# Tag Info

23

What is wrong with your argument is this paragraph: If we imagine the chain as having many small segments, then the potential energy of each segment is $E_p=mgh$. As the number of small segments approaches infinity, their masses equalize because the difference in mass between any two segments goes to $0$ as the number of segments goes to infinity. ...

22

To put the accepted answer in mathematical terms, if you have a curve $y(x)$, hanging fixed at $x_0$ and $x_L$ at an height $h=y(x_0)=y(x_L)$, of total length $L$ and mass $M$ then then linear mass density is going to be $\lambda = M/L$. The length of the curve is given by the integral of the arc-length L=\int_{x_0}^{x_L} \sqrt{ 1+\left({dy \over dx}\right)...

4

This limit of a sum is by definition the integral of the chain curve. There's no such thing as "the integral of the chain curve". Curves don't have integrals. For an integral, you need three things: an integrand, measure function, and a set over which those are defined (in basic integrals, these are the function you're integrating, the ...

2

The argument goes the other way: The energy of the system is the sum of the energies of its parts and the interactions between them - this is why it is a state function. The energy can be changed by work or transferring heat, which is why their sum is a state function, even though separately neither of them is.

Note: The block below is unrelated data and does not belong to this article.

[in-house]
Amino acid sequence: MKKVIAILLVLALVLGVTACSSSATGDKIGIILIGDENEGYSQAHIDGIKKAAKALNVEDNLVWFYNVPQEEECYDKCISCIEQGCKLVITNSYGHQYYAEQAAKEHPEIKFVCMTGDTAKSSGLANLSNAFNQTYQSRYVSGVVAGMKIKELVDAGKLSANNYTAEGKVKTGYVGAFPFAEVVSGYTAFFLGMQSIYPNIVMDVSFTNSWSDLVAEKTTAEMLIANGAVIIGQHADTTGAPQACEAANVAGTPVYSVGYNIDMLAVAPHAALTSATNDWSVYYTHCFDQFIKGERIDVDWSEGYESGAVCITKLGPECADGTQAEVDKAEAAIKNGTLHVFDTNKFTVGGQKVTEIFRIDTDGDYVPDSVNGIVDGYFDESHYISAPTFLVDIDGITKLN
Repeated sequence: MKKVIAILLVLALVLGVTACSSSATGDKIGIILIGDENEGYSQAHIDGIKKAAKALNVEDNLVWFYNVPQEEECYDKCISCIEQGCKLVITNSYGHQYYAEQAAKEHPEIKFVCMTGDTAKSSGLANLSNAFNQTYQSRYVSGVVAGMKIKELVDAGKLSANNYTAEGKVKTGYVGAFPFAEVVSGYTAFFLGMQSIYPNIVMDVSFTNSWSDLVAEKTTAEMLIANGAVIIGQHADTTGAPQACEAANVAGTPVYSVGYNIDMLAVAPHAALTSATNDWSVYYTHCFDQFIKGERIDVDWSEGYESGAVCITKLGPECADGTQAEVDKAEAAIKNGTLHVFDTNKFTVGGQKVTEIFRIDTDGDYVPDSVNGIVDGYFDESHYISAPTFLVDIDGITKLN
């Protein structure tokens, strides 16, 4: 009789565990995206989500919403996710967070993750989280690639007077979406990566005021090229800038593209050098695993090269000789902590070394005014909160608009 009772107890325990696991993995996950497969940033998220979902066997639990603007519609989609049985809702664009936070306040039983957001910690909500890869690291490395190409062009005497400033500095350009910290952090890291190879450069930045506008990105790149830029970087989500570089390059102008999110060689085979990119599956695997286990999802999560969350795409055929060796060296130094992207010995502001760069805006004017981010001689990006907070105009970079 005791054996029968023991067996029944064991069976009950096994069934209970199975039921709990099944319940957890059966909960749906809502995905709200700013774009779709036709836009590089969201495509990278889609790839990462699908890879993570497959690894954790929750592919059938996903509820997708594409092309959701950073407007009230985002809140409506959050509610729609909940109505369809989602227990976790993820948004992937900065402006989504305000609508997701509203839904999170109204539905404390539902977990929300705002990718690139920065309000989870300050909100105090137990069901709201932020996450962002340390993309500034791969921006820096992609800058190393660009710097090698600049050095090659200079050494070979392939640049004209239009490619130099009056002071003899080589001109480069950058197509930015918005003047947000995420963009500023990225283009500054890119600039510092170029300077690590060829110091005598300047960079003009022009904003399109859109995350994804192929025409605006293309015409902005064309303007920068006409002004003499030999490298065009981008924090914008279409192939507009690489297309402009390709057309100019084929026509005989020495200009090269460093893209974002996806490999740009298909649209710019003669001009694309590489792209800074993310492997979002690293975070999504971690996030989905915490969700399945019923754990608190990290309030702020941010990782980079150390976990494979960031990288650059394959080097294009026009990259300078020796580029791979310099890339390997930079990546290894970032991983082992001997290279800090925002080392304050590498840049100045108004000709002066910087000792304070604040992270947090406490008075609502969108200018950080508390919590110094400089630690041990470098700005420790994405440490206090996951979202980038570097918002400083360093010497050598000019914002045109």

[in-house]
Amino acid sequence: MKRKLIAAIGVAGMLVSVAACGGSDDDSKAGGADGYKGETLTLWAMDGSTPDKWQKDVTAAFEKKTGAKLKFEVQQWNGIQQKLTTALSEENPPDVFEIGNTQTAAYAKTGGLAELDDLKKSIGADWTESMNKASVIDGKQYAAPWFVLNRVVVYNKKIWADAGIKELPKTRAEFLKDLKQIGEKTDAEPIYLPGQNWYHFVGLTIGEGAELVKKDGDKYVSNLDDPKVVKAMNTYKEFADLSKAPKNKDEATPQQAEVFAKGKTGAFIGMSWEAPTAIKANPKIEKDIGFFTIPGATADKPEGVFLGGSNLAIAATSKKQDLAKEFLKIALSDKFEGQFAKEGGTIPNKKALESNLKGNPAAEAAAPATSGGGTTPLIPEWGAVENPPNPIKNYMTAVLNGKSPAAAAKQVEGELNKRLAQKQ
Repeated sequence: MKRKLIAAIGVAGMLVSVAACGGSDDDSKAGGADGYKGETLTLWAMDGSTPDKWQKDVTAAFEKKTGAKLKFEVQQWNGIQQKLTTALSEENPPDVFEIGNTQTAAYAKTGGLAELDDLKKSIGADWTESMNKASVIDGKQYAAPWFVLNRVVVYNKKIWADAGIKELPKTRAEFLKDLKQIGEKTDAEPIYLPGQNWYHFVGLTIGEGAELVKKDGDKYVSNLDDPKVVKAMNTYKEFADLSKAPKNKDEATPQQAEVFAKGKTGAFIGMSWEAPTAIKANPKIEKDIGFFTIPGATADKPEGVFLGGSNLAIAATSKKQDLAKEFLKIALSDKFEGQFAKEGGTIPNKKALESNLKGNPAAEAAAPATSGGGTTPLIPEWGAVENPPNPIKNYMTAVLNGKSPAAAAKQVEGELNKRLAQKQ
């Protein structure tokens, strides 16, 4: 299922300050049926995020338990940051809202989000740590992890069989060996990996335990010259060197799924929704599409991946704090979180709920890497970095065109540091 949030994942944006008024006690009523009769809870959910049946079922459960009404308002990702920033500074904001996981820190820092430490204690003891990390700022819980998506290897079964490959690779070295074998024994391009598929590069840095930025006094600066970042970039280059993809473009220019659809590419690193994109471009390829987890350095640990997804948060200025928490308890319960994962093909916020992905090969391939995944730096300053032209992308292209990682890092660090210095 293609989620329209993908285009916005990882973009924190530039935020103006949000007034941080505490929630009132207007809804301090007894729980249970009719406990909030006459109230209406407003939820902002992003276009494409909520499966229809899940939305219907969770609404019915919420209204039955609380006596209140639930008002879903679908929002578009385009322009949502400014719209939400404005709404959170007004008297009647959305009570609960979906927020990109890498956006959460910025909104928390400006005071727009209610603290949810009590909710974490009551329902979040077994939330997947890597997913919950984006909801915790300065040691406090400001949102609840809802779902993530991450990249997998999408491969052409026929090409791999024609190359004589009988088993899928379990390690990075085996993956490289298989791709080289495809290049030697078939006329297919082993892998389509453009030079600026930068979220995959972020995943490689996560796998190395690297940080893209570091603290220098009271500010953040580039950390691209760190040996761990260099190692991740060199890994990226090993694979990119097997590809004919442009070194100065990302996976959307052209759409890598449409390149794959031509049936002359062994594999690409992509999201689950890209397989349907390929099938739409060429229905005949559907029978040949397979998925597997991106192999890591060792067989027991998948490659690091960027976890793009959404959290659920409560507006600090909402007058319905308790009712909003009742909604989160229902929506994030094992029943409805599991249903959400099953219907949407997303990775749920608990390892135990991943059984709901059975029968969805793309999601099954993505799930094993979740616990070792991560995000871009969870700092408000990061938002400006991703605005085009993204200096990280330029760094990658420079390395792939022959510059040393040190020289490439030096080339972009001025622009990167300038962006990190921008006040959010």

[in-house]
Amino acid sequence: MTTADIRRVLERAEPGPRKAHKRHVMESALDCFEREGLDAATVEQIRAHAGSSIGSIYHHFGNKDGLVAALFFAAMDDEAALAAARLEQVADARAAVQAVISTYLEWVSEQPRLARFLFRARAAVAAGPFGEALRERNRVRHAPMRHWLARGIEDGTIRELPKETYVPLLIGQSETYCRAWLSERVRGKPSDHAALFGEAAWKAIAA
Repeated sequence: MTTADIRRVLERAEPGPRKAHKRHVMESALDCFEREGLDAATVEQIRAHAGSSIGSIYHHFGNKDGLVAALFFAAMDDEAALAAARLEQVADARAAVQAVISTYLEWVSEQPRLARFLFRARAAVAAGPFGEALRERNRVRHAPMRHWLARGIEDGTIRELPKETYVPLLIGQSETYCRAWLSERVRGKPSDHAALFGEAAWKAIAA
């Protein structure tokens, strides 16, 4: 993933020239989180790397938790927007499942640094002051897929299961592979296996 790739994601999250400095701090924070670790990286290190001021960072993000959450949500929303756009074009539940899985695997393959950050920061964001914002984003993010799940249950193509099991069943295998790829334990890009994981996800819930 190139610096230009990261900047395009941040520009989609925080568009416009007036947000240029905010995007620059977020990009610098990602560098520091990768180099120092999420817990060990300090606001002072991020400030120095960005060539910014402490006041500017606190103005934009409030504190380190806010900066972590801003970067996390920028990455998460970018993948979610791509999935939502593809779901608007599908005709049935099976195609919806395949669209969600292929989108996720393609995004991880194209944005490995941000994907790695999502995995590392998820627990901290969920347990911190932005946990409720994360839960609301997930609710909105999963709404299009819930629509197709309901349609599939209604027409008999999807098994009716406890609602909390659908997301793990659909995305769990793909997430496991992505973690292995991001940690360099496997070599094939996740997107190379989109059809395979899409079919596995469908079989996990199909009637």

1

I would only add to @Vadim's answer that the internal energy $E=Q+W$ being the sum of the absorbed heat $Q$ and work $W$ is a state function because this is what the experiments are saying going back to at least 200 years from Count Rumford to Joule. It does not matter what $Q$ and $W$ individually are, if their sum is the same $Q+W$ value then the specimen'...

1

But the sum of mechanical and thermal power is the variation of total energy of the system, and the total energy is considered a state function. That is true because heat and work are the only two basic means for transferring energy to or from a system. So while neither heat nor work are state functions the combination of the two must necessarily equal the ...

1

I can think of an example to understand the difference between the 2 parts. A hot bar comes from a roller table to a pair of rolls of a stand in a rolling mill. During the rolling process its thickness is reduced and its width is a little increased. But the increase of the width doesn't compensate for the decrease of thickness, so that its cross sectional ...

1

If you break the velocity into two components, the normal component crosses the surface and the other one does not.

1

It doesn't matter whether the surface is internal or external, all what matters is that a traction vector is a unit surface vector that acts on the surface of a body ( particles at the surface) and not on the interior of the body. Otherwise it would a body force vector that acts on the interior of a body (example: gravity force vector).

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